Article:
We should be careful when we make memes and comments. They may tend to distance the person rather than convince them.

https://bigthink.com/neuropsych/facts-dont-change-minds/ Cognitive biases and brain biology help explain why facts don’t change minds September 4, 2022
For many people, a challenge to their worldview feels like an attack on their personal identity.

People form opinions based on emotions, such as fear, contempt and anger, rather than relying on facts. New facts often do not change people’s minds.

Confronting facts that don’t line up with your worldview may trigger a “backfire effect,” which can end up strengthening your original position and beliefs, particularly with politically charged issues. Researchers have identified this phenomenon in a number of studies, including ones about opinions toward climate change mitigation policies and attitudes toward childhood vaccinations.

Be wary of repetition, as repeated statements are often perceived as more truthful than new information, no matter how false the claim may be. Social media manipulators and politicians know this all too well.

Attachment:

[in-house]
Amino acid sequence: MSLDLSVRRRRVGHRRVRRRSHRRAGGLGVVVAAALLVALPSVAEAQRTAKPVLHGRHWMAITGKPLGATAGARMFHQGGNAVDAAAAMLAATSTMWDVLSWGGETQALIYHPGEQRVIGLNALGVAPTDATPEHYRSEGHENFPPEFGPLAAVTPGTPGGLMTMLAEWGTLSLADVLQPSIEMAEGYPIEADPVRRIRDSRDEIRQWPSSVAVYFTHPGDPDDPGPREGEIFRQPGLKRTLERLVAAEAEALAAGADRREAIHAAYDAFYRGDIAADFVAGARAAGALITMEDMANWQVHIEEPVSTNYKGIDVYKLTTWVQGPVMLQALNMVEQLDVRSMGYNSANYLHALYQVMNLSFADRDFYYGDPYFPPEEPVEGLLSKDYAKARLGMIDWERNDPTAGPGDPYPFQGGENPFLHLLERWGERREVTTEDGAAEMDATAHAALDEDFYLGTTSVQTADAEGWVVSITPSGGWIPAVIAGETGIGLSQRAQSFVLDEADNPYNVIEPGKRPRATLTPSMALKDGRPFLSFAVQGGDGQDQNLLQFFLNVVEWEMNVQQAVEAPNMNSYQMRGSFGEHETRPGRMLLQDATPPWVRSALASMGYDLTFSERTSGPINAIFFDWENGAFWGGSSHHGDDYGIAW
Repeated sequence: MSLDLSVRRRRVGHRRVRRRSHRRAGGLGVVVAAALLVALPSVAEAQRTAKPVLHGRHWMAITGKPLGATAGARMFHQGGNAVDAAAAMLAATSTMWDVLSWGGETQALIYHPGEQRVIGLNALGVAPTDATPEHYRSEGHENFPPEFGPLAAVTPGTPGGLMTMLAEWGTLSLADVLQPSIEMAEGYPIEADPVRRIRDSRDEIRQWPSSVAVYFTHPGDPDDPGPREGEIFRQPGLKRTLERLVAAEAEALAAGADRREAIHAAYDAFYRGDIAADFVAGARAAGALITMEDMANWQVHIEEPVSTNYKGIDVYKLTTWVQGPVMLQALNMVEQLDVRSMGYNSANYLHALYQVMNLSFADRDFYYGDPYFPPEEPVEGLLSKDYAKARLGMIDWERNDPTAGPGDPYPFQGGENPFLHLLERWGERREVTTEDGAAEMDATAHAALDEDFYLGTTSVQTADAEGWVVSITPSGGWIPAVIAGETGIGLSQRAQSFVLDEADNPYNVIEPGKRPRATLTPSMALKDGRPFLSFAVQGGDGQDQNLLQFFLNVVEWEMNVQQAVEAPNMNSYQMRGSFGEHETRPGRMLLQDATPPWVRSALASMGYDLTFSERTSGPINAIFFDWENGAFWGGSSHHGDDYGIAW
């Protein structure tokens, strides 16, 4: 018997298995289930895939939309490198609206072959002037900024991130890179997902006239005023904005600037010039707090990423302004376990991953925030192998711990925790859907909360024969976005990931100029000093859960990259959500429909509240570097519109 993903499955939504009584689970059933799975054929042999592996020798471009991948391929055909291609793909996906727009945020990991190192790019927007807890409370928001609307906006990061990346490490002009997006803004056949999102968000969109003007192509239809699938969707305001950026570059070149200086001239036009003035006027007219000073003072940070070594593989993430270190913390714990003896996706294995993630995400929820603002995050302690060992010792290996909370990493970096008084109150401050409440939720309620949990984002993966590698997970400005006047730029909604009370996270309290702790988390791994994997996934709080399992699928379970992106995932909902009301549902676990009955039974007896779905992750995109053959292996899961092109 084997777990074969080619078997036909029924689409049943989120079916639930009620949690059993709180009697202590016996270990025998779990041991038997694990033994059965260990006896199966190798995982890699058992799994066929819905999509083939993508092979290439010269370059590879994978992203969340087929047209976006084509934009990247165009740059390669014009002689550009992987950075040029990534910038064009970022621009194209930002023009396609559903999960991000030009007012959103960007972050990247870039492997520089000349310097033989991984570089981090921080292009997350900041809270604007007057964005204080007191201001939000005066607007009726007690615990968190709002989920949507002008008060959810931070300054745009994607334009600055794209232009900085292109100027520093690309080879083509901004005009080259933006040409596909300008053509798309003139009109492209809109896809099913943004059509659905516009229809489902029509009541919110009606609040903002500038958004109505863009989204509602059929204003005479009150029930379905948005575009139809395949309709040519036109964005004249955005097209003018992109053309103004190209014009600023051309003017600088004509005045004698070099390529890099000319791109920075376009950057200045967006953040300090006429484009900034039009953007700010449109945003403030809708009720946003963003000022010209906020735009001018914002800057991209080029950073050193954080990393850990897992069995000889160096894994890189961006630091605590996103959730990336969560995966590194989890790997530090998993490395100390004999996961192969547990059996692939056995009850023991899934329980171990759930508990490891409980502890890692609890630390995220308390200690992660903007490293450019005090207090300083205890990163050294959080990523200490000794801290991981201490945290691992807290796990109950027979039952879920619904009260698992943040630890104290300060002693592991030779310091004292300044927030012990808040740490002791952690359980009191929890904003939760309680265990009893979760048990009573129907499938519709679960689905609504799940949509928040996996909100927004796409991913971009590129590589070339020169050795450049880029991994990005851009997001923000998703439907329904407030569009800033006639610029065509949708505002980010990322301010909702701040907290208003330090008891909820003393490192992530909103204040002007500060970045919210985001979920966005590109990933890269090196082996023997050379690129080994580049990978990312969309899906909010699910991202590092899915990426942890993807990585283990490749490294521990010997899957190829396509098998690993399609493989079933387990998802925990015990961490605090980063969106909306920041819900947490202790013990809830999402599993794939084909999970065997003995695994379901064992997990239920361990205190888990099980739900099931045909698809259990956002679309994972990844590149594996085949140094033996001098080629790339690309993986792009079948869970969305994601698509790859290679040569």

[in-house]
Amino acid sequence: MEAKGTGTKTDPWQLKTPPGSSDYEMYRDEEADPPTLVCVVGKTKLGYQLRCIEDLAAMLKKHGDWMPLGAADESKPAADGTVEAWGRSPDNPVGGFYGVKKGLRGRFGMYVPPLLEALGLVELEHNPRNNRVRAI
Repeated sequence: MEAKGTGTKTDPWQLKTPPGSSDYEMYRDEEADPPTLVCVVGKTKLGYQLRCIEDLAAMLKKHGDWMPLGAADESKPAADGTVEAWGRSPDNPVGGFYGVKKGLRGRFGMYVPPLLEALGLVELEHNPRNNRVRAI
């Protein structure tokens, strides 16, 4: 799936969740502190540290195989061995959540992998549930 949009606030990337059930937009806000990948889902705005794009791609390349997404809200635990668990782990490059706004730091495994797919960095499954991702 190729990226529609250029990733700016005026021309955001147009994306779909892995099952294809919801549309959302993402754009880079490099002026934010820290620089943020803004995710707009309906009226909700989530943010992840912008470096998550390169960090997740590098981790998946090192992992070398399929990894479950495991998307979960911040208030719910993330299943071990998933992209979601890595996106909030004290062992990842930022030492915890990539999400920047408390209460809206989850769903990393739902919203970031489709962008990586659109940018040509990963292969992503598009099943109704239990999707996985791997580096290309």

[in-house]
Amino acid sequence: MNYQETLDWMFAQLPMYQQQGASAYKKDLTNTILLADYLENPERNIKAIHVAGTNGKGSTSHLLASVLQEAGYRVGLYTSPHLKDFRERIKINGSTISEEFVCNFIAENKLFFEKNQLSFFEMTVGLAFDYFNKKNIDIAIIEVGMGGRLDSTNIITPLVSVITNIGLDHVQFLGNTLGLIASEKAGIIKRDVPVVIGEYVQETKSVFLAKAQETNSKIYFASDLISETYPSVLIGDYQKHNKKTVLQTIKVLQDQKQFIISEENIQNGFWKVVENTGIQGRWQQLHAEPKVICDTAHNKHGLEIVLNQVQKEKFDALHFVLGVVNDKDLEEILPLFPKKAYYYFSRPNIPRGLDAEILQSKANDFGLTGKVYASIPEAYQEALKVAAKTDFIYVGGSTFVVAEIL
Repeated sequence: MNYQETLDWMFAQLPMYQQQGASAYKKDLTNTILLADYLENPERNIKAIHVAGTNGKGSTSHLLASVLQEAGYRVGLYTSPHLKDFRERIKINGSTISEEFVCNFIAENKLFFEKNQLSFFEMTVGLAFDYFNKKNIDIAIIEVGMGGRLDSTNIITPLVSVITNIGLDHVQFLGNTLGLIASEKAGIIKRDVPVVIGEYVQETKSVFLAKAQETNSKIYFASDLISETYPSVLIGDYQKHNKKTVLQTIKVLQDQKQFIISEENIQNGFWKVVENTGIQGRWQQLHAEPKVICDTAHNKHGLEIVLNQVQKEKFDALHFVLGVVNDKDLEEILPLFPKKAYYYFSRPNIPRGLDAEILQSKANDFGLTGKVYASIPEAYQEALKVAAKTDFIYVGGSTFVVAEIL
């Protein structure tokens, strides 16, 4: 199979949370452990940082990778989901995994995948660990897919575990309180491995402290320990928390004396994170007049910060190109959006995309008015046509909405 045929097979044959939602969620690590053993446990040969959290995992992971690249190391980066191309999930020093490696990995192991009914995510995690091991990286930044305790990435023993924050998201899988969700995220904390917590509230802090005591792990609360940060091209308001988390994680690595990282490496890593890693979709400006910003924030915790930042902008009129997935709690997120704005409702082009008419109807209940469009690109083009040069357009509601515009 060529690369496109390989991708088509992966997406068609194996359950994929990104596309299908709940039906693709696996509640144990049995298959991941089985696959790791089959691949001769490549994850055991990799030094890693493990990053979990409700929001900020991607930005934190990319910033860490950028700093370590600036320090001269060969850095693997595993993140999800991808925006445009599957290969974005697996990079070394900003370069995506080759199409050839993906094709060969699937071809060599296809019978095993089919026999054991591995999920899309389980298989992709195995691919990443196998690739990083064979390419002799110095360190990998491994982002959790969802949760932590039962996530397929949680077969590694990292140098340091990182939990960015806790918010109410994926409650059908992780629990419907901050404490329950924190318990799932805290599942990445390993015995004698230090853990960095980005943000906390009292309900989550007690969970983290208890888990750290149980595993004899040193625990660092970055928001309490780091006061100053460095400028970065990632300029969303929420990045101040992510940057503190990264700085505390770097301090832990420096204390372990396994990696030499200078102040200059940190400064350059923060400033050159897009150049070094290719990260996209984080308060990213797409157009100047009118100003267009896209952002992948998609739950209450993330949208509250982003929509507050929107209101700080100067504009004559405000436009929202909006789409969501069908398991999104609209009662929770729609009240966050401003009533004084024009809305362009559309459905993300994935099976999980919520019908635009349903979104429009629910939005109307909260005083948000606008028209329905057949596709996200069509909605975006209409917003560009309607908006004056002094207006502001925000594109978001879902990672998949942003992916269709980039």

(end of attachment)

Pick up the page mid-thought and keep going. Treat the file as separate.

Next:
Presenting things in a nonconfrontational way allows people to evaluate new information without feeling attacked. Insulting others and suggesting someone is ignorant or misinformed, no matter how misguided their beliefs may be, will cause the people you are trying to influence to reject your argument. Instead, try asking questions that lead the person to question what they believe. While opinions may not ultimately change, the chance of success is greater.

Recognize we all have these tendencies and respectfully listen to other opinions.